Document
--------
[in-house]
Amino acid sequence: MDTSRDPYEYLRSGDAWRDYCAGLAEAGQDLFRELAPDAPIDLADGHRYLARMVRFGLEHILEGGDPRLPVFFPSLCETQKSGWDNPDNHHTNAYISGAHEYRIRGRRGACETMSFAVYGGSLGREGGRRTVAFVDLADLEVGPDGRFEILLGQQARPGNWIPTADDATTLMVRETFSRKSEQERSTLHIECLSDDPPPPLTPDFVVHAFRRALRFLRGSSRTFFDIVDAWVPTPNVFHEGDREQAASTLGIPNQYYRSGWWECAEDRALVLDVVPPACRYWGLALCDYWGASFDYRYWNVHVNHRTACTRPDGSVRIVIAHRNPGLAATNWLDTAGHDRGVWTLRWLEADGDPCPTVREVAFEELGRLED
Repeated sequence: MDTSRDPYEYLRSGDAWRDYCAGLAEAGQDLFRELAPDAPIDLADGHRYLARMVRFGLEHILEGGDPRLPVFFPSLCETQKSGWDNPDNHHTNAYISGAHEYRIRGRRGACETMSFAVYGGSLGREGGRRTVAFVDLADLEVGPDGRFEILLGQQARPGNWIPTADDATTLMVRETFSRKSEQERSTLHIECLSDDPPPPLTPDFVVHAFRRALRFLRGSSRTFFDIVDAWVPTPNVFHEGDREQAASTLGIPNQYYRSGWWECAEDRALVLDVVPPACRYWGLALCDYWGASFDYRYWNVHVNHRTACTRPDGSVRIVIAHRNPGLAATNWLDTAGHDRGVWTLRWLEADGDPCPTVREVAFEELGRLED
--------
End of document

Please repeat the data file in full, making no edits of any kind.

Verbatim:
[in-house]
Amino acid sequence: MDTSRDPYEYLRSGDAWRDYCAGLAEAGQDLFRELAPDAPIDLADGHRYLARMVRFGLEHILEGGDPRLPVFFPSLCETQKSGWDNPDNHHTNAYISGAHEYRIRGRRGACETMSFAVYGGSLGREGGRRTVAFVDLADLEVGPDGRFEILLGQQARPGNWIPTADDATTLMVRETFSRKSEQERSTLHIECLSDDPPPPLTPDFVVHAFRRALRFLRGSSRTFFDIVDAWVPTPNVFHEGDREQAASTLGIPNQYYRSGWWECAEDRALVLDVVPPACRYWGLALCDYWGASFDYRYWNVHVNHRTACTRPDGSVRIVIAHRNPGLAATNWLDTAGHDRGVWTLRWLEADGDPCPTVREVAFEELGRLED
Repeated sequence: MDTSRDPYEYLRSGDAWRDYCAGLAEAGQDLFRELAPDAPIDLADGHRYLARMVRFGLEHILEGGDPRLPVFFPSLCETQKSGWDNPDNHHTNAYISGAHEYRIRGRRGACETMSFAVYGGSLGREGGRRTVAFVDLADLEVGPDGRFEILLGQQARPGNWIPTADDATTLMVRETFSRKSEQERSTLHIECLSDDPPPPLTPDFVVHAFRRALRFLRGSSRTFFDIVDAWVPTPNVFHEGDREQAASTLGIPNQYYRSGWWECAEDRALVLDVVPPACRYWGLALCDYWGASFDYRYWNVHVNHRTACTRPDGSVRIVIAHRNPGLAATNWLDTAGHDRGVWTLRWLEADGDPCPTVREVAFEELGRLED